Doctor offers picks for top medical stories of 2009
Every year brings medical breakthroughs, but some are more likely than others to have a real impact on Canadians' lives.
Dr. Dworkin, a practising family doctor, professor of family medicine at the University of Ottawa and a host on News Talk Radio CFRA in Ottawa offers his top picks for the five biggest health discoveries of the year.
5. The Zamboni theory on MS and the Liberation Treatment
This was a discovery brought to light by CTV's W5 and medical specialist Avis Favaro. This theory contends that multiple sclerosis patients suffer from blockages in the veins in their necks or the azygous vein down their spine that cause blood to reflux back into the brain and leave the deposits of iron that mark MS.
Zamboni has also found that angioplasty to open these clogged veins can lead to remissions in MS symptoms in some patients.
Dworkin notes that the treatment study involved only 65 patients and there is still a lot more to learn.
"What we don't know is whether the MS itself led to the veins being like this or whether the veins themselves contribute to the MS. But what it does is open avenues of understanding of what we call 'the mechanism of disease' or pathophysiology," Dworkin said.
"If it increases our understanding of MS, I think that's fantastic. If it's a treatment for all types of MS - there are four types - that remains to be seen," he said.
4. The use of viruses to fight bacteria
We've long been told that bacteria are learning how to become more resistant to antibiotics. But a study released in April is offering hope for a new avenue of attack.
The study provided the fist clinical trial of a treatment using something called bacteriophages, which are viruses shaped like lunar landers that can infect bacteria.
"It's a virus that lands on the bacterial surface, infects itself into the bacteria, hijacks its genetic machinery and destroys the bacteria," he explained.
Researchers at University College London Ear Institute conducted a study on patients with severe drug-resistant ear infections. After just two weeks of using an ear drop made with bacteriophages, the patients' infections cleared up.
Dworkin says the study offers hope that bacteriophages could be the answer to antibiotic-resistant superbugs.
"We're seeing more and more resistant strains of bacteria and perhaps this might be a way of combating that, given that antibiotics are not working very well anymore for some bacteria and we don't have as many antibiotics being developed," he said.
"So this may be a means of combating that particular problem."
3. Preventing brain cell death in stroke patients
Researchers from Toronto may have achieved a better understanding of how brain cells are killed by a stroke that might lead to new drug treatments to limit brain damage after strokes.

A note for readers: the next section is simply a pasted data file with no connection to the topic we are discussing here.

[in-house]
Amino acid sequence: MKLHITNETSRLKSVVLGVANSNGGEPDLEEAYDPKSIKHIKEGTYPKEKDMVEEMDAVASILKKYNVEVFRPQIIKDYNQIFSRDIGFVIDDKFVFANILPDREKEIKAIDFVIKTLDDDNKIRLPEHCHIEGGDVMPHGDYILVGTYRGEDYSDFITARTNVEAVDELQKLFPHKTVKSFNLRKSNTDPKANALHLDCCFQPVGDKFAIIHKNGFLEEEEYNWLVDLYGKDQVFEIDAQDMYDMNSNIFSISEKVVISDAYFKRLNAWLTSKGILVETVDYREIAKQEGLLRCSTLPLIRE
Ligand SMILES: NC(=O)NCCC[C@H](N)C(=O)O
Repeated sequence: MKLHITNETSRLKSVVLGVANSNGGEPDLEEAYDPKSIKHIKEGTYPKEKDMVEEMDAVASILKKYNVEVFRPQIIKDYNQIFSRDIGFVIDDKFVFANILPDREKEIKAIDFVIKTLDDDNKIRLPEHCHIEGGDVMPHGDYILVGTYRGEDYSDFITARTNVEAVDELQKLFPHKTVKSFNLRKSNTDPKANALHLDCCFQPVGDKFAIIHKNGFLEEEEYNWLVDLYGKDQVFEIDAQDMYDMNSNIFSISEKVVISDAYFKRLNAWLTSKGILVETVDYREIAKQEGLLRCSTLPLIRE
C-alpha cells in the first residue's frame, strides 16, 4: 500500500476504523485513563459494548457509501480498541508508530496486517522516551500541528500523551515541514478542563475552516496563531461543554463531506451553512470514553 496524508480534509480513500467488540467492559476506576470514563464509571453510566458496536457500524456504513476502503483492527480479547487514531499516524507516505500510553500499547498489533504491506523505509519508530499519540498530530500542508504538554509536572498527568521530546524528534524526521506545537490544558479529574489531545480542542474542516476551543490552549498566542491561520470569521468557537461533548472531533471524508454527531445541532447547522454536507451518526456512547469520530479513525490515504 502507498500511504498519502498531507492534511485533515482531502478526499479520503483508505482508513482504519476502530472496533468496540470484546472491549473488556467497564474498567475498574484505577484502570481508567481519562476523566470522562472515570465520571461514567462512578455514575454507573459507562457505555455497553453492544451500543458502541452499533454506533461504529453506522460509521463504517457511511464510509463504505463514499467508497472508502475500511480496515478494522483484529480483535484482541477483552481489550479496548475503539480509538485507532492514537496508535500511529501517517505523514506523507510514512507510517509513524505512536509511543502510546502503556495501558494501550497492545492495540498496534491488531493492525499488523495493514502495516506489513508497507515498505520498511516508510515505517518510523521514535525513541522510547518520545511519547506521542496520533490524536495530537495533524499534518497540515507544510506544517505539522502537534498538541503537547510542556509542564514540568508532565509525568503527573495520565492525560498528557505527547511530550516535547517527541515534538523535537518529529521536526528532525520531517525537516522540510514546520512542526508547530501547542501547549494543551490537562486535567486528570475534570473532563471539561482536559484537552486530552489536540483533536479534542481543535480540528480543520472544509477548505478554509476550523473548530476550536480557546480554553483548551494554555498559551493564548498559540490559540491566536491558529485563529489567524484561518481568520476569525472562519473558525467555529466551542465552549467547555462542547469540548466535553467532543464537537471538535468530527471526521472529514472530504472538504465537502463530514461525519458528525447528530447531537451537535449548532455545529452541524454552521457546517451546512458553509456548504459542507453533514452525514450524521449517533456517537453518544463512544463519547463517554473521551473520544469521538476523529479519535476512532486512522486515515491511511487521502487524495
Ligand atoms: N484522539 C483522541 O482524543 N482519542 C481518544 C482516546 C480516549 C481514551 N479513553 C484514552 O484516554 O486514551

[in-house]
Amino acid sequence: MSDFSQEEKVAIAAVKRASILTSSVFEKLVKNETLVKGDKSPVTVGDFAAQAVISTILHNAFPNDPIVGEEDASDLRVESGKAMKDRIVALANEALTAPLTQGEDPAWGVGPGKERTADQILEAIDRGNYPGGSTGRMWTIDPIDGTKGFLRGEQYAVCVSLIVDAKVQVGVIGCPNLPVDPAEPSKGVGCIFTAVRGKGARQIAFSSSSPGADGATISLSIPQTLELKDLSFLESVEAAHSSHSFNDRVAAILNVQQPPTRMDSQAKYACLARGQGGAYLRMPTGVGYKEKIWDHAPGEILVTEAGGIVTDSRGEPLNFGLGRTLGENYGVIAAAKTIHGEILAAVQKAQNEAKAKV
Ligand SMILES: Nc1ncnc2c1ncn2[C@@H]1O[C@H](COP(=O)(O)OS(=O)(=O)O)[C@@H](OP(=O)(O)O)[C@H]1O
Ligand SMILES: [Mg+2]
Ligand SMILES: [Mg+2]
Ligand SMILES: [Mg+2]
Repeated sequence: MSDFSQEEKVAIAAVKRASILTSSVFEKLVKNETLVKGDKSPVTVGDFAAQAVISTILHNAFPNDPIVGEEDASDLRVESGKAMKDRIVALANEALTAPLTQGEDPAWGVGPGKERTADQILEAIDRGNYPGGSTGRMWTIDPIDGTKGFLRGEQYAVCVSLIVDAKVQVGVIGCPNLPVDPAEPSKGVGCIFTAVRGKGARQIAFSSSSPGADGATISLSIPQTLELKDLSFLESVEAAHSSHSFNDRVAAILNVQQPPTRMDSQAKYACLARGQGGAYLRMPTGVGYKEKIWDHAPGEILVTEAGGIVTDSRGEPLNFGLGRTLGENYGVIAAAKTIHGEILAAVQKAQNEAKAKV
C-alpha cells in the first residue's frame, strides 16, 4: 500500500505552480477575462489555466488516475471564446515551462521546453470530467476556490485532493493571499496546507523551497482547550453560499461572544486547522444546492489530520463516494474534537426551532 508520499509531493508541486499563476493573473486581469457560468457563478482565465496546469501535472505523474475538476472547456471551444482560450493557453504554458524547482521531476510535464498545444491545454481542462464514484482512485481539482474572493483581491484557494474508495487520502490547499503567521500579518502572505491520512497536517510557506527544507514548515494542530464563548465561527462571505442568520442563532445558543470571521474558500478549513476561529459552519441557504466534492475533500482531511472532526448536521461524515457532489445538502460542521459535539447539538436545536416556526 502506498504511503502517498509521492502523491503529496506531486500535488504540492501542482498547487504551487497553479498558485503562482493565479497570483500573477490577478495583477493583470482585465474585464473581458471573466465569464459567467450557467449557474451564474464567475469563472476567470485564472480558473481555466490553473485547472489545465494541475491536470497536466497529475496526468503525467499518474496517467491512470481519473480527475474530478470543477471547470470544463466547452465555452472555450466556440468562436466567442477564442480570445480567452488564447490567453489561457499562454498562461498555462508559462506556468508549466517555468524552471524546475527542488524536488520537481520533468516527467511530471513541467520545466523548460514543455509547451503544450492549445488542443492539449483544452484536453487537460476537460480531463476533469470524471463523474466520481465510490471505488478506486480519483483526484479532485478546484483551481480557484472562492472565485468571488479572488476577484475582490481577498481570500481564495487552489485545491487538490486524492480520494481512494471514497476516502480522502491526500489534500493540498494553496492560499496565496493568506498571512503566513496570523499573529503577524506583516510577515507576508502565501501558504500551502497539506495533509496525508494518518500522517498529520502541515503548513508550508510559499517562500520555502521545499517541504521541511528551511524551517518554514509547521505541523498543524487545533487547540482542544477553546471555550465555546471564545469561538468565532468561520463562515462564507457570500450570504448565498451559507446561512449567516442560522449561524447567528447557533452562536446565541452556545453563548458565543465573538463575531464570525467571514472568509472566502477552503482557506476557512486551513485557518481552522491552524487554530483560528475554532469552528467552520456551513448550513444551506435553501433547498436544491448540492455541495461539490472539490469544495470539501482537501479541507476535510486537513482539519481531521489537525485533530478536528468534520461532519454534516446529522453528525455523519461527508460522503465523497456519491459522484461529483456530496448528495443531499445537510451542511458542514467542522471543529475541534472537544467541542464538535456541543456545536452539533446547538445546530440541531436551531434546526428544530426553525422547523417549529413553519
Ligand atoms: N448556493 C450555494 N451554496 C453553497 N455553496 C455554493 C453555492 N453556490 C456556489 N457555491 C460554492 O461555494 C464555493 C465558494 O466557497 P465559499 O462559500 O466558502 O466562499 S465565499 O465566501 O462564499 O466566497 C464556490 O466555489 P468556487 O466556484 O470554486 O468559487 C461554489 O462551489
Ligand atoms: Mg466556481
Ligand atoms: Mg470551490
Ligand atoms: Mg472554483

Until now, neuroscientists have thought the major culprit in nerve cell death from strokes is glutamate, an amino acid that carries signals from cell to cell. But researchers have found that therapies that offered antagonists to glutamate receptors didn't work as a treatment for stroke.
So Dr. Michael Tymianski, an associate professor of surgery and physiology at the University of Toronto and his team looked again and found something new. They found that activation of a separate channel called TRPM7 causes production of toxic free radicals that kill brain cells.
"They developed a gene therapy that blocked the protein. And by blocking the protein, they actually preserved the brain cells. It's opening up an understanding of how to treat people after stroke."
The hope is the discovery could produce an effective treatment to save brain cells in the minutes after a stroke.
2. Lasers to stitch wounds closed
This study emerged in February from researchers at Massachusetts General Hospital in Boston, who developed a technique to close wounds nearly instantaneously.
The approach uses laser light and light-activated dye called Rose Bengal that is applied to the edges of the skin. The laser transfers electrons between the dye molecule and collagen in the skin and causes the molecular chains of collagen to chemically bond.
The technique closes the skin just as stitches would but without the risk of infection that sutures can carry. There are then no gaps in the wound and no "railroad" track marks to leave scars.
"The application of this goes beyond just the skin," says Dworkin. "It could be used for attaching nerves that have been severed, tendons, ligaments, limb reattachments. But minimizing the use of sutures, you end up with a better closure and less damage from those sutures."
1. Using gastric bypass surgery to treat type 2 diabetes
This was a story that made headlines in May, after Dr. Richard Stubbs of the University of Otago in Wellington, New Zealand, presented research that found that gastric bypass surgery can cure diabetes -- even before it causes weight loss.
Gastric bypass surgery makes the stomach smaller and allows food to bypass part of the small intestine, resulting in fewer calories being absorbed.
While it might be assumed that the resulting weight loss might cause the diabetes in obese patients to go into remission, Stubbs' research suggests something else is going on. His team found that even within six days after the surgery, when weight loss hadn't even yet begun, the patients' diabetes was gone.
Stubbs believes that the explanation as to why the surgery would so quickly cure diabetes is that the portion of the gut that is bypassed in surgery must be producing a hormone that makes the body resist insulin.
"They hope to determine how to block this protein -- they expect in two years to identify it - and thereby find another means of treating diabetes," says Dworkin.
"So it's very interesting because it offers a new understanding into what leads to insulin resistance in type 2 diabetes."